Insects are a common snack food in Cambodia, but not one often associated with expats. Ellie Dyer meets and photographs two enterprising Frenchmen who are breaking the mould to create a unique range of cricket-laden creations.
Emerging from the depths of the Khmer Iron Cricket kitchen, Gérard Thévenet cradles a clear plastic box. Gently peeling back the lid, a brace of grey-brown strands is contained inside. “Noodles of cricket!” he cries, as a broad smile breaks across his face.
Inside the compact room, a Willy Wonka-style insect experiment is underway. Bowls full of flour, sugar and dehydrated crickets lie on a central table, as dough is churned, flattened and cut to create 200 bags of insect-laden cookies a day.
Mounds of spiced crickets are baked in industrial ovens, along with racks of the cinnamon, durian, coconut and coffee flavoured biscuits, dotted with raisin-like chunks of insect.
“The challenge is the attractive part of it,” says 58-year-old Thévenet, a former Phnom Penh restaurateur who has also created cricket “powder” that can be mixed with dishes to produce protein-rich meals.
Set off a quiet seafront road in the sleepy town of Kep, the Khmer Iron Cricket enterprise, which is currently selling packaged cookies and insects, is the brainchild of travel operator Thévenet and 51-year-old businessman Philippe Lenain, another long-term expat.
“I am the more crazy of the two,” jokes Thévenet, who has been living in Cambodia since 1994. “We tasted [crickets] a long time ago, and in the world we have seven billion people.”
With the global population set to soar to 9 billion by 2030, many — including the United Nations — believe that critters could help counter world nutrition insecurity, while providing a valuable dietary stream for humans and animals alike.
“We are already seeing producers creating animal feed from insects and research. And development is occurring around the world in order to incorporate insects into menus and processed foods,” stated Afton Halloran, a consultant for the UN Food and Agriculture Organisation’s (FAO) Edible Insects Programme, earlier this year.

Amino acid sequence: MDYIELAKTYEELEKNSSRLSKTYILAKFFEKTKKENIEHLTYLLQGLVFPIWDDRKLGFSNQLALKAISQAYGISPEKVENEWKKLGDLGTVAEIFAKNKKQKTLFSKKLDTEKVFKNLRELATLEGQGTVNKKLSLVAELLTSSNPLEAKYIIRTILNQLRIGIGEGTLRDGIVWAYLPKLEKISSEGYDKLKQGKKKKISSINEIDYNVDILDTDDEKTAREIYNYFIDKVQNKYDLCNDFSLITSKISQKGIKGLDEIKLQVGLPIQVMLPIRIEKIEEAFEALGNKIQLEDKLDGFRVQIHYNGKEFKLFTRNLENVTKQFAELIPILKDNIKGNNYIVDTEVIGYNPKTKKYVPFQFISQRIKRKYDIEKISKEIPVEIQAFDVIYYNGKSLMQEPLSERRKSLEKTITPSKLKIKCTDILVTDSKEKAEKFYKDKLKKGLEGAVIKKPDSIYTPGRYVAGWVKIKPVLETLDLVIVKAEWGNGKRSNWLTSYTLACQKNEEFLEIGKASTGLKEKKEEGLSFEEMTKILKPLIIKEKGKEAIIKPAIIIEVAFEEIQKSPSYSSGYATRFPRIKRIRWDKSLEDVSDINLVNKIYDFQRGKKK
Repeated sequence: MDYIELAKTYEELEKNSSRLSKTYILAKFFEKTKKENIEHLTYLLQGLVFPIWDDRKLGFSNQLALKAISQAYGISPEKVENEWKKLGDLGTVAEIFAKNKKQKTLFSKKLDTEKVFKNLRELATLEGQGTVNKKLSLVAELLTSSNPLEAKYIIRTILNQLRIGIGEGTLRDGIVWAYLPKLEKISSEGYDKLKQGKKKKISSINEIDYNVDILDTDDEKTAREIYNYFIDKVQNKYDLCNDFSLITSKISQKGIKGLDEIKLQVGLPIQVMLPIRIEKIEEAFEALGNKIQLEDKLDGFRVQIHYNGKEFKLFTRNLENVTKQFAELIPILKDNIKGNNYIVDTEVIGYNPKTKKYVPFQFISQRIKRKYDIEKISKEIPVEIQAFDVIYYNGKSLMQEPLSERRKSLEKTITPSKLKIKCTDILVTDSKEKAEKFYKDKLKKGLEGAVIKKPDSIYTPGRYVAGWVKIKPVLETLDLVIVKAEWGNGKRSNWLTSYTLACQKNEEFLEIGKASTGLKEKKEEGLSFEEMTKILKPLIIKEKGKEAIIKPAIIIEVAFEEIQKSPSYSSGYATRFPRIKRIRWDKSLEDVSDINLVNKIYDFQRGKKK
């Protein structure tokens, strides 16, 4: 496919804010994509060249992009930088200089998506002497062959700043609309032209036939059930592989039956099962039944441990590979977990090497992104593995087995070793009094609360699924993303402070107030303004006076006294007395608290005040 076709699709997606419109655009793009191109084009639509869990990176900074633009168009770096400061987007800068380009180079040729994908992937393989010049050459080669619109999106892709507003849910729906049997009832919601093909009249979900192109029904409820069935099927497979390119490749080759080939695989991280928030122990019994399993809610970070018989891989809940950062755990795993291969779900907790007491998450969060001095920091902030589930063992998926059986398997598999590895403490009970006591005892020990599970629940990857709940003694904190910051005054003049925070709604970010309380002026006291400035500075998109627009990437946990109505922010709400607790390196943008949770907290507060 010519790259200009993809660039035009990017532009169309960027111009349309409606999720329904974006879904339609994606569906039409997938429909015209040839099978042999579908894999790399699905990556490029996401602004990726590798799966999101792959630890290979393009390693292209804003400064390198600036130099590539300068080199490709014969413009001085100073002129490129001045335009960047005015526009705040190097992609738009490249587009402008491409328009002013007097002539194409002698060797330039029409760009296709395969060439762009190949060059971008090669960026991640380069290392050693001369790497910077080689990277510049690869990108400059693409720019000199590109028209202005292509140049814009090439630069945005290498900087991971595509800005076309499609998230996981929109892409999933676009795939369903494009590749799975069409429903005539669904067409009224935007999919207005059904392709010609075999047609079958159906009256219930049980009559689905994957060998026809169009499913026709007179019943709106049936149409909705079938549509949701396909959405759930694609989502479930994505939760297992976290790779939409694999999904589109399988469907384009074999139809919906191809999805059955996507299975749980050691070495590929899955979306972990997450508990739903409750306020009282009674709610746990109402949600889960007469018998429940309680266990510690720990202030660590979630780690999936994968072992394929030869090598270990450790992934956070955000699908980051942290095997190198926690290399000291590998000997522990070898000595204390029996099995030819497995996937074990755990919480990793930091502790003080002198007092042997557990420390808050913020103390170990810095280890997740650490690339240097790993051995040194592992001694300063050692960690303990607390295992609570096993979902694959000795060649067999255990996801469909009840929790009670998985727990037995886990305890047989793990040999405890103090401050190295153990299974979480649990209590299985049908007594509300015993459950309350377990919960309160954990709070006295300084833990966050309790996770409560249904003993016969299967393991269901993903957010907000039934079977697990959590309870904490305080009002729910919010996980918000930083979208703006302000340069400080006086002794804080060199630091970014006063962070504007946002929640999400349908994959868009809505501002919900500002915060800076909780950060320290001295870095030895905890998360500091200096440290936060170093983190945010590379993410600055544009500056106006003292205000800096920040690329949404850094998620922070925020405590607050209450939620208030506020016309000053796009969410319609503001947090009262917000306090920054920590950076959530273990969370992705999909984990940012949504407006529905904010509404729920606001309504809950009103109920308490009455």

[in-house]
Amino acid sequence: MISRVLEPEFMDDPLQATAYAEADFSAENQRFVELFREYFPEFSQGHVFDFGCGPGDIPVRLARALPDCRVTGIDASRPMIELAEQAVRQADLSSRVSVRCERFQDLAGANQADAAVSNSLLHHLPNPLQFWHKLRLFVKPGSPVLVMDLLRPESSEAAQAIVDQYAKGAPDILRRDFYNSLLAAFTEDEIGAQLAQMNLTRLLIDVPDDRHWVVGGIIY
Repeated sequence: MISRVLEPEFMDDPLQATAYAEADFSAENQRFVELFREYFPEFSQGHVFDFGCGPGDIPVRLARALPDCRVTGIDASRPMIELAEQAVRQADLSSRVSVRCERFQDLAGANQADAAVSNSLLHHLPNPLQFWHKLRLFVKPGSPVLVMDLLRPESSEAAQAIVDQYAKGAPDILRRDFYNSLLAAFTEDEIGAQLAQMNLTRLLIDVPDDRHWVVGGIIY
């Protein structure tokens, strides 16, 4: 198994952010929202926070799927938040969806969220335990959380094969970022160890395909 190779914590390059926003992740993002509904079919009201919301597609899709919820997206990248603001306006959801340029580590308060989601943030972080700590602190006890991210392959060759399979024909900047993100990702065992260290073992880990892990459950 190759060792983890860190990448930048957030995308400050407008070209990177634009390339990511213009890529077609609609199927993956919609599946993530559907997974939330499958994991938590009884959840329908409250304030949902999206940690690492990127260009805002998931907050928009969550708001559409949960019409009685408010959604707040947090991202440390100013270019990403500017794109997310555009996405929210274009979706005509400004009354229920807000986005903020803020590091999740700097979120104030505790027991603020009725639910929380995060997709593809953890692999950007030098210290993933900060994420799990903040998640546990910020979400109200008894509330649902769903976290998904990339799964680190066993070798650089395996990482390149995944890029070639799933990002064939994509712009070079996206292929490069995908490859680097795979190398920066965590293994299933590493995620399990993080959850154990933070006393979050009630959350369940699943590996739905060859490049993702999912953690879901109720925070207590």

In total around 1,900 species of creepy crawlies, including ants, beetles, locusts and bees, are now consumed by humans in Asia, Africa and Latin America, yet many in the West remain unaware of their unique culinary charms.
“There’s a huge potential that has essentially not been tapped yet,” explains Eva Muller, director of FAO’s Forest Economics, Policy and Products Division.
It’s such potential that Lenain and Thévenet may well benefit from, as tourists begin snapping up packets of cricket cookies and herb-dried insects to take home as a memento of their Cambodian travels.
But processing is only one side of the tale. The almost deafening hum of chirping crickets hints at the scale of the Khmer Iron Cricket breeding enterprise, which produced its first generation for commercial sale in October and is already much larger than the average local insect farm.
In the business’ compact garden, thousands of small insects hop out of egg box towers housed in deep concrete basins and tubs formed out of blue plastic sheeting that are stacked three-storeys high.
“It gives them privacy and shade,” says Lenain, gazing over basin after basin of scurrying insects, which lay their eggs in bowls of damp coconut fibre and rice husk.
The vegetarian crickets are fed on marrow and other vegetables during their six-week life cycle, before being drowned in hot water and turned into culinary creations.
The farm is capable of breeding two million crickets per month, but the endeavour is not without its challenges — especially for two Europeans who had no previous experience of insect breeding until they bought a starter supply from a local trader.
“When we first started this, everybody was impressed that we were doing seven kilos [of crickets] per square metre,” says Lenain. “We thought we were very gifted. But then the next generation, the next one, the next one, it went down to one kilo per square metre and then it was ridiculous, and the reason was predators.”
Rats and birds are drawn to the veritable insect supermarket, but are now being controlled thanks to the nets that protect the basins from attack, creating a steady supply for the kitchen.
And as the businessmen settle down with a cup of strong coffee and a plate piled high with cricket cookies, which are sweet and crunchy with an undercurrent of distinctive, nutty cricket flavour, it becomes clear that they have big ambitions.
Surprised by demand from the tourist market — they had initially planned to target Cambodian consumers — the team is considering potential exports and the possibility of setting up a network of local insect farmers to help increase production in the future.
“It’s a very, very interesting job. It’s exciting and full of difficulties for which we have to find solutions,” says Lenain, who is also keeping the bigger picture in mind.
“But I know that we are doing something that is going in the right direction… We provide protein without much collateral damage to the environment. It has higher nutritional content, and this is satisfying.”